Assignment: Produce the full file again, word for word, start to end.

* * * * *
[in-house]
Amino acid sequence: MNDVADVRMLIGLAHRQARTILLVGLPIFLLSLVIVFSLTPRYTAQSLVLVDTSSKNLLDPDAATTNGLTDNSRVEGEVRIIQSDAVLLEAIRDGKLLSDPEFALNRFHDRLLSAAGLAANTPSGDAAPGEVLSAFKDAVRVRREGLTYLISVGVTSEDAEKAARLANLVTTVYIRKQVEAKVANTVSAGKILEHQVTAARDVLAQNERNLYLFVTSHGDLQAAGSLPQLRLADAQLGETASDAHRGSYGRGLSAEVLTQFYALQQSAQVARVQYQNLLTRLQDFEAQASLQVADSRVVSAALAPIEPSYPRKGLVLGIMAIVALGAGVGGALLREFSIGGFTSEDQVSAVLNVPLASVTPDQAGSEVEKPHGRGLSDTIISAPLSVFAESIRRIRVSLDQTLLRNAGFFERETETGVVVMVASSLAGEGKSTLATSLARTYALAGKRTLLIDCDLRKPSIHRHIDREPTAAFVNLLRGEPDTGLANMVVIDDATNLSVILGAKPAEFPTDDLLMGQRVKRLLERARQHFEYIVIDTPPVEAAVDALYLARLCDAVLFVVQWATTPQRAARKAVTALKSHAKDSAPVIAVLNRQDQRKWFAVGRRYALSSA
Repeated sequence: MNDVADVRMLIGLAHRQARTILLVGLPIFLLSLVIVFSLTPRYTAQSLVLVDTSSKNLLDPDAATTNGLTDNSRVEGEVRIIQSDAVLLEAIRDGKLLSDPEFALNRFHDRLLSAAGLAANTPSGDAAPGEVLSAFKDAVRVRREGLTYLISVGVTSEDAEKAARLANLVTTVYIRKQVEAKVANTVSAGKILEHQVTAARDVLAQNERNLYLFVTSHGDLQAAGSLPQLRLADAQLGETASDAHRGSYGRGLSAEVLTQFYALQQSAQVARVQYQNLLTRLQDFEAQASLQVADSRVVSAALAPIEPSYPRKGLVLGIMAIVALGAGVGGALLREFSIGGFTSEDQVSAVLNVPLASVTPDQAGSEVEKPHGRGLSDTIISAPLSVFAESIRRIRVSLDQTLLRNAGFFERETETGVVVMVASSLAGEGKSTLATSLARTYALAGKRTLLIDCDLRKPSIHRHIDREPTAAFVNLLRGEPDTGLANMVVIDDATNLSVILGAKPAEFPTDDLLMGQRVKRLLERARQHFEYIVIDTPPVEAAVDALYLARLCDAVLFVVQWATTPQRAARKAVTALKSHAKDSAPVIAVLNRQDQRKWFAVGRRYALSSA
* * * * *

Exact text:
[in-house]
Amino acid sequence: MNDVADVRMLIGLAHRQARTILLVGLPIFLLSLVIVFSLTPRYTAQSLVLVDTSSKNLLDPDAATTNGLTDNSRVEGEVRIIQSDAVLLEAIRDGKLLSDPEFALNRFHDRLLSAAGLAANTPSGDAAPGEVLSAFKDAVRVRREGLTYLISVGVTSEDAEKAARLANLVTTVYIRKQVEAKVANTVSAGKILEHQVTAARDVLAQNERNLYLFVTSHGDLQAAGSLPQLRLADAQLGETASDAHRGSYGRGLSAEVLTQFYALQQSAQVARVQYQNLLTRLQDFEAQASLQVADSRVVSAALAPIEPSYPRKGLVLGIMAIVALGAGVGGALLREFSIGGFTSEDQVSAVLNVPLASVTPDQAGSEVEKPHGRGLSDTIISAPLSVFAESIRRIRVSLDQTLLRNAGFFERETETGVVVMVASSLAGEGKSTLATSLARTYALAGKRTLLIDCDLRKPSIHRHIDREPTAAFVNLLRGEPDTGLANMVVIDDATNLSVILGAKPAEFPTDDLLMGQRVKRLLERARQHFEYIVIDTPPVEAAVDALYLARLCDAVLFVVQWATTPQRAARKAVTALKSHAKDSAPVIAVLNRQDQRKWFAVGRRYALSSA
Repeated sequence: MNDVADVRMLIGLAHRQARTILLVGLPIFLLSLVIVFSLTPRYTAQSLVLVDTSSKNLLDPDAATTNGLTDNSRVEGEVRIIQSDAVLLEAIRDGKLLSDPEFALNRFHDRLLSAAGLAANTPSGDAAPGEVLSAFKDAVRVRREGLTYLISVGVTSEDAEKAARLANLVTTVYIRKQVEAKVANTVSAGKILEHQVTAARDVLAQNERNLYLFVTSHGDLQAAGSLPQLRLADAQLGETASDAHRGSYGRGLSAEVLTQFYALQQSAQVARVQYQNLLTRLQDFEAQASLQVADSRVVSAALAPIEPSYPRKGLVLGIMAIVALGAGVGGALLREFSIGGFTSEDQVSAVLNVPLASVTPDQAGSEVEKPHGRGLSDTIISAPLSVFAESIRRIRVSLDQTLLRNAGFFERETETGVVVMVASSLAGEGKSTLATSLARTYALAGKRTLLIDCDLRKPSIHRHIDREPTAAFVNLLRGEPDTGLANMVVIDDATNLSVILGAKPAEFPTDDLLMGQRVKRLLERARQHFEYIVIDTPPVEAAVDALYLARLCDAVLFVVQWATTPQRAARKAVTALKSHAKDSAPVIAVLNRQDQRKWFAVGRRYALSSA